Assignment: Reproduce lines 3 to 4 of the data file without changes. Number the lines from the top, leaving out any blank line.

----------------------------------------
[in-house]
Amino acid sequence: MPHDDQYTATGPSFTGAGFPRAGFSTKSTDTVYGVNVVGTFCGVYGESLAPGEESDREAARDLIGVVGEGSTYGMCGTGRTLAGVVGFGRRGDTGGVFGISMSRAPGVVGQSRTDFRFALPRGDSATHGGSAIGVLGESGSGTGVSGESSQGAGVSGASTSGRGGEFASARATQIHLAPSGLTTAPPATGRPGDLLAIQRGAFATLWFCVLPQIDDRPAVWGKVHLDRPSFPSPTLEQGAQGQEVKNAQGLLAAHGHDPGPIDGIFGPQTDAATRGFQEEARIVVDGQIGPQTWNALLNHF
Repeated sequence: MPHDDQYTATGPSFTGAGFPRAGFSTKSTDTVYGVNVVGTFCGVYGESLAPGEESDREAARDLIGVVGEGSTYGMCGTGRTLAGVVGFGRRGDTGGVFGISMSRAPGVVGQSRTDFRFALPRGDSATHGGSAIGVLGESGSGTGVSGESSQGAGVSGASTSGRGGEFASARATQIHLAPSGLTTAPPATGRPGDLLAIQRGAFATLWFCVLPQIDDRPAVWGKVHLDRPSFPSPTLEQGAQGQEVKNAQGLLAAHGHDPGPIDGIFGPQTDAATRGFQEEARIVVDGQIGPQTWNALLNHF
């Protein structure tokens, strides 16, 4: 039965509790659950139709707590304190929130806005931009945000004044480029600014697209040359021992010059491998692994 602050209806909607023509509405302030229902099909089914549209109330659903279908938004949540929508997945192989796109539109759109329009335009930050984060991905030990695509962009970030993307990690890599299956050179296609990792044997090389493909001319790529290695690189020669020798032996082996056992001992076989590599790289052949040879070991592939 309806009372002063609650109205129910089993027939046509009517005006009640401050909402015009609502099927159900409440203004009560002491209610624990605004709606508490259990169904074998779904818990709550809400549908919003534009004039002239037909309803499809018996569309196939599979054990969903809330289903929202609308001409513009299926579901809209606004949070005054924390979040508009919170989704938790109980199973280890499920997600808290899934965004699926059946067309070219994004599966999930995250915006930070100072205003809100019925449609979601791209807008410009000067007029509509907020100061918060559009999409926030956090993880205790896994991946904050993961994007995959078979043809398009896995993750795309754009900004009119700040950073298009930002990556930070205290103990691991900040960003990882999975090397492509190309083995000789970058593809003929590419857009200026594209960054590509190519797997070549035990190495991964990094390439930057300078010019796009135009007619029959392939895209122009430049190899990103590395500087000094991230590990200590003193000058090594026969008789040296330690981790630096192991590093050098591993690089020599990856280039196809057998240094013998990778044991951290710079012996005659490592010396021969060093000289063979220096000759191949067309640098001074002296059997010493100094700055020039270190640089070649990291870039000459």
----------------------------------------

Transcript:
Repeated sequence: MPHDDQYTATGPSFTGAGFPRAGFSTKSTDTVYGVNVVGTFCGVYGESLAPGEESDREAARDLIGVVGEGSTYGMCGTGRTLAGVVGFGRRGDTGGVFGISMSRAPGVVGQSRTDFRFALPRGDSATHGGSAIGVLGESGSGTGVSGESSQGAGVSGASTSGRGGEFASARATQIHLAPSGLTTAPPATGRPGDLLAIQRGAFATLWFCVLPQIDDRPAVWGKVHLDRPSFPSPTLEQGAQGQEVKNAQGLLAAHGHDPGPIDGIFGPQTDAATRGFQEEARIVVDGQIGPQTWNALLNHF
């Protein structure tokens, strides 16, 4: 039965509790659950139709707590304190929130806005931009945000004044480029600014697209040359021992010059491998692994 602050209806909607023509509405302030229902099909089914549209109330659903279908938004949540929508997945192989796109539109759109329009335009930050984060991905030990695509962009970030993307990690890599299956050179296609990792044997090389493909001319790529290695690189020669020798032996082996056992001992076989590599790289052949040879070991592939 309806009372002063609650109205129910089993027939046509009517005006009640401050909402015009609502099927159900409440203004009560002491209610624990605004709606508490259990169904074998779904818990709550809400549908919003534009004039002239037909309803499809018996569309196939599979054990969903809330289903929202609308001409513009299926579901809209606004949070005054924390979040508009919170989704938790109980199973280890499920997600808290899934965004699926059946067309070219994004599966999930995250915006930070100072205003809100019925449609979601791209807008410009000067007029509509907020100061918060559009999409926030956090993880205790896994991946904050993961994007995959078979043809398009896995993750795309754009900004009119700040950073298009930002990556930070205290103990691991900040960003990882999975090397492509190309083995000789970058593809003929590419857009200026594209960054590509190519797997070549035990190495991964990094390439930057300078010019796009135009007619029959392939895209122009430049190899990103590395500087000094991230590990200590003193000058090594026969008789040296330690981790630096192991590093050098591993690089020599990856280039196809057998240094013998990778044991951290710079012996005659490592010396021969060093000289063979220096000759191949067309640098001074002296059997010493100094700055020039270190640089070649990291870039000459």